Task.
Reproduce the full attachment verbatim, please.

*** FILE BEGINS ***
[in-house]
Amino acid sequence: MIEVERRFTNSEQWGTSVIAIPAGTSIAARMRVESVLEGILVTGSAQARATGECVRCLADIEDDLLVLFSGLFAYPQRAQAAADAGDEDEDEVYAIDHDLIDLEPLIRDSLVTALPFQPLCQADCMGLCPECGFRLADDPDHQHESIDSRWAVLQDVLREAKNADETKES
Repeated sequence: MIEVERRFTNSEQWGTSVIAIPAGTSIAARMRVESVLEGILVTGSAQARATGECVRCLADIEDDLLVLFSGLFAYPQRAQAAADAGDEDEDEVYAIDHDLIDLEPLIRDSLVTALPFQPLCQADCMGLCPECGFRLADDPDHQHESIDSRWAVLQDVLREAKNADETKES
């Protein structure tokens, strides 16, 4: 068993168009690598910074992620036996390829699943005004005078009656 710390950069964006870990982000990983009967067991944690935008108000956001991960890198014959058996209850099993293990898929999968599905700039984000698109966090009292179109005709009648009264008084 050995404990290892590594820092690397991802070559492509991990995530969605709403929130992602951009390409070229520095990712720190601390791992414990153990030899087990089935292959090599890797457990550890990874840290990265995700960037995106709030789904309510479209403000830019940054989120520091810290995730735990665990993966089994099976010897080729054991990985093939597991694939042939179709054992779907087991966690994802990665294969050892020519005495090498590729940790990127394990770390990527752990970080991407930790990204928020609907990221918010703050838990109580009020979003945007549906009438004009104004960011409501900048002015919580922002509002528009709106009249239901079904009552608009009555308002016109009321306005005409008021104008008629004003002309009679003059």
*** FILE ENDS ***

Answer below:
[in-house]
Amino acid sequence: MIEVERRFTNSEQWGTSVIAIPAGTSIAARMRVESVLEGILVTGSAQARATGECVRCLADIEDDLLVLFSGLFAYPQRAQAAADAGDEDEDEVYAIDHDLIDLEPLIRDSLVTALPFQPLCQADCMGLCPECGFRLADDPDHQHESIDSRWAVLQDVLREAKNADETKES
Repeated sequence: MIEVERRFTNSEQWGTSVIAIPAGTSIAARMRVESVLEGILVTGSAQARATGECVRCLADIEDDLLVLFSGLFAYPQRAQAAADAGDEDEDEVYAIDHDLIDLEPLIRDSLVTALPFQPLCQADCMGLCPECGFRLADDPDHQHESIDSRWAVLQDVLREAKNADETKES
């Protein structure tokens, strides 16, 4: 068993168009690598910074992620036996390829699943005004005078009656 710390950069964006870990982000990983009967067991944690935008108000956001991960890198014959058996209850099993293990898929999968599905700039984000698109966090009292179109005709009648009264008084 050995404990290892590594820092690397991802070559492509991990995530969605709403929130992602951009390409070229520095990712720190601390791992414990153990030899087990089935292959090599890797457990550890990874840290990265995700960037995106709030789904309510479209403000830019940054989120520091810290995730735990665990993966089994099976010897080729054991990985093939597991694939042939179709054992779907087991966690994802990665294969050892020519005495090498590729940790990127394990770390990527752990970080991407930790990204928020609907990221918010703050838990109580009020979003945007549906009438004009104004960011409501900048002015919580922002509002528009709106009249239901079904009552608009009555308002016109009321306005005409008021104008008629004003002309009679003059």